Vault Tales 213 FigureFrenzy Lionfish, Bamboo shark, Wobbegong, Axelrodichthys

We’re going all fish today! Cool fish! Extinct lobefins! Weird sharks! Oddly…all sharks are carpet sharks. Short introduction. It’s a great bunch of figures so let’s go!

FameMaster 4D Puzzle Lionfish

I have spoken about the FameMaster fish puzzles before so there is not a lot more to say about it. This is another figure from the Sea World set, item 26542, and like that triggerfish is a fantastic representation of the fish. Possibly even better–something about the material of the puzzle, and the size of the figure (about 9cm long) fives it the chance to really demonstrate the wide, spiny dorsal and pectoral fins. And it definitely has the appearance of the real fish. The good news is that the figures are still in production, although I’m never completely sure how easy it is to actually find them, it seems pretty sporadic.

Safari Ltd Brownbanded Bamboo shark

Next up, the first shark today, and the first carpet shark no less! From the Safari Ltd Sea Life collection, number 100311. It was released in 2019, and is a great addition to the Safari line, and to collections of shark figures. It’s a great model, really capturing the long, slender bodies of these unusual sharks. I really appreciate that it was made–and is still available–giving us a less conventional shark morphology. I highly recommend tracking this figure down for any collection or toy box. It’s only caveat may be that the figure is a bit large, relative to other sharks models. So it wouldn’t really scale well with other sharks and rays. But it looks great.

Schleich Spotted Wobbegong

Following the carpet shark theme, we have the Schleich Spotted Wobbegong from their Sea Animals line. This figure is item number 14559, first released in 2006 and retired in 2009. The same figure was, however, released with a coral diver in 2016 with a more greenish paint job in the same sculpt, and that one is apparently still available. In both instances, the figure is an excellent model, with lots of details. The face tassels could be a little more elaborate, but that’s probably a function of trying to sculpt a small toy figure. I definitely recommend getting this one as well. It’s more of a model than a toy, compared to the babmboo shark (a function of the material) but there aren’t many carpet shark figures available (not counting the whale shark of course!) so they should be encouraged!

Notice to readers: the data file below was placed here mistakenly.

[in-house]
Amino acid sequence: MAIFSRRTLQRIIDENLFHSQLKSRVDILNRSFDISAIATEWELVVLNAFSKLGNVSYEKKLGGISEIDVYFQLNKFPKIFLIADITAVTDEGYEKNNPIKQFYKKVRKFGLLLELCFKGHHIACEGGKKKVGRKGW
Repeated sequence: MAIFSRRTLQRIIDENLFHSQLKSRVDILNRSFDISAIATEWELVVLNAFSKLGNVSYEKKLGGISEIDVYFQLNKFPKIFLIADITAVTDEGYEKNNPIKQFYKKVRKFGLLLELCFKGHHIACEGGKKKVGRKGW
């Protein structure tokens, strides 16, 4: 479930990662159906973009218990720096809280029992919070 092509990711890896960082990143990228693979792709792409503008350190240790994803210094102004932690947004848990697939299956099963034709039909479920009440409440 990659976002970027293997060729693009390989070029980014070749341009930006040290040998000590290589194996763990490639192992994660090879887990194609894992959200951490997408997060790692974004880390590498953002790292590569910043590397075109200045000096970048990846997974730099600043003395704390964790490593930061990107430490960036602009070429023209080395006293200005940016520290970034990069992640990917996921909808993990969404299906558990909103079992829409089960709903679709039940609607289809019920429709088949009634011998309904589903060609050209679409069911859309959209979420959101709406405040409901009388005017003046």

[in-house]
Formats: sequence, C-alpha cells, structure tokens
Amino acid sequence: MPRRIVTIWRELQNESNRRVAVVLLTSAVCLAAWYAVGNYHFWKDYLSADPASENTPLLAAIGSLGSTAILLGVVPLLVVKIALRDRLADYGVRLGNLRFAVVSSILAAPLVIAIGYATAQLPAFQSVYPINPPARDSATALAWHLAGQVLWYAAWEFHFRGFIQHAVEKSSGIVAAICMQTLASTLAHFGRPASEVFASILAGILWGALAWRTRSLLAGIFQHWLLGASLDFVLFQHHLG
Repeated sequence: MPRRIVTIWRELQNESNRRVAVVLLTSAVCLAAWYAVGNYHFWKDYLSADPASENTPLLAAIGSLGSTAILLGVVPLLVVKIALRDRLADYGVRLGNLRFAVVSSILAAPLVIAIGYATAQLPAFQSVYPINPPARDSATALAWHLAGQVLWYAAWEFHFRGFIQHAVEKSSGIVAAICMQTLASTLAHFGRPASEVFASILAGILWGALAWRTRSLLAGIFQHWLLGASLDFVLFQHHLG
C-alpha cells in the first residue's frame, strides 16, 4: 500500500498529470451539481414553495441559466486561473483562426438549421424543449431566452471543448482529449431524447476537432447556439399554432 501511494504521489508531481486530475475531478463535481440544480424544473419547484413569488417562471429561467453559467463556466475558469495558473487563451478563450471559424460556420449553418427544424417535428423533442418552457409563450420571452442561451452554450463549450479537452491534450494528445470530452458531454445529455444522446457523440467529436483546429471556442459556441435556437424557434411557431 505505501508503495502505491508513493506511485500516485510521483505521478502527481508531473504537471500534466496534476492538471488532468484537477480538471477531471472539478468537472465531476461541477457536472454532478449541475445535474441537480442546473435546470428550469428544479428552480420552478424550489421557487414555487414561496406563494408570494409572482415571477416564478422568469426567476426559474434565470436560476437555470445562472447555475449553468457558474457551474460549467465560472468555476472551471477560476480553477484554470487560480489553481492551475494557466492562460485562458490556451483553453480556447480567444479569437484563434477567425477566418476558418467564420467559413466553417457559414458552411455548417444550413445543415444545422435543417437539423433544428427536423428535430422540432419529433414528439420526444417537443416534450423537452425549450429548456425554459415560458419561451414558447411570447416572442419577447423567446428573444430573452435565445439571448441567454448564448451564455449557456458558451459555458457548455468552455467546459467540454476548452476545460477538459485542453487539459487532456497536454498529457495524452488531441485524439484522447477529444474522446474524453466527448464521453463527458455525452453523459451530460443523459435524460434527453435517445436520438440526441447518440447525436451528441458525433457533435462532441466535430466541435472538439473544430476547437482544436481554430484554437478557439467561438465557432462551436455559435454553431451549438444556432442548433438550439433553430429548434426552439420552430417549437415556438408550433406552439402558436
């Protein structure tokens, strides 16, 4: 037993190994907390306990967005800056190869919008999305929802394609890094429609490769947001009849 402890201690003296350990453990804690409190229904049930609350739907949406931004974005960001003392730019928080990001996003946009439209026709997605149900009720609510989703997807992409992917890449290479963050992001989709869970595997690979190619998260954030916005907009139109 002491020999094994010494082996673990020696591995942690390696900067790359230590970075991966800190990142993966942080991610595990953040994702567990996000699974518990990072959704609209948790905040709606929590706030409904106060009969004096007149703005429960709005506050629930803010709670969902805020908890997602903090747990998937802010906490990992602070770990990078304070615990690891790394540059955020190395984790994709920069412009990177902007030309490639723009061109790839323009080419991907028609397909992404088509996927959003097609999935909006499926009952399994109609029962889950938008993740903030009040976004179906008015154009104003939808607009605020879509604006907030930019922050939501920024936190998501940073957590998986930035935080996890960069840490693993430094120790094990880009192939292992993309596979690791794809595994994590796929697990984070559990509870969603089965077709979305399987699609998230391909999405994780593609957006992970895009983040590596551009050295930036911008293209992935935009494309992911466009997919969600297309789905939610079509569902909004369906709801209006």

Kaiyodo UHA Dinotales Series 1 and 1.2 Axelrodichthys (2 versions)

Finally, a revisit to the Dinotales series, this time with a pair of the coelacanth relative Axelrodichthys from Series one, number 15. This was one of my earliest figures from the series, because finding coelacanth figures was hard enough (at the time) but a prehistoric coelacanth was an amazing find for me! At first I was only aware of the first series, wherein the Axelrodichthys has a pattern similar to (although not exactly the same as) the modern West Indian Latimeria. I later discovered the series 1v2 later–including the different pattern for the Axelrodichthys, which was more closely inspired by the Indonesian Latimeria. I was fortunate to eventually track one of them down; the unique colouring really stood out from the other coelacanths I had picked up by then (which generally hewed to the blue colours). The sculpt does a really great job of differentiating this figure from the modern coelacanth, especially the long snout and body proportion (too many ‘prehistoric’ coelacanth figures are just sculpts of the modern species. Definitely a welcome addition to a collection–about as difficult to find as other Dinotales these days…possibly more so, as the species is generally sought after. Worth the search though.

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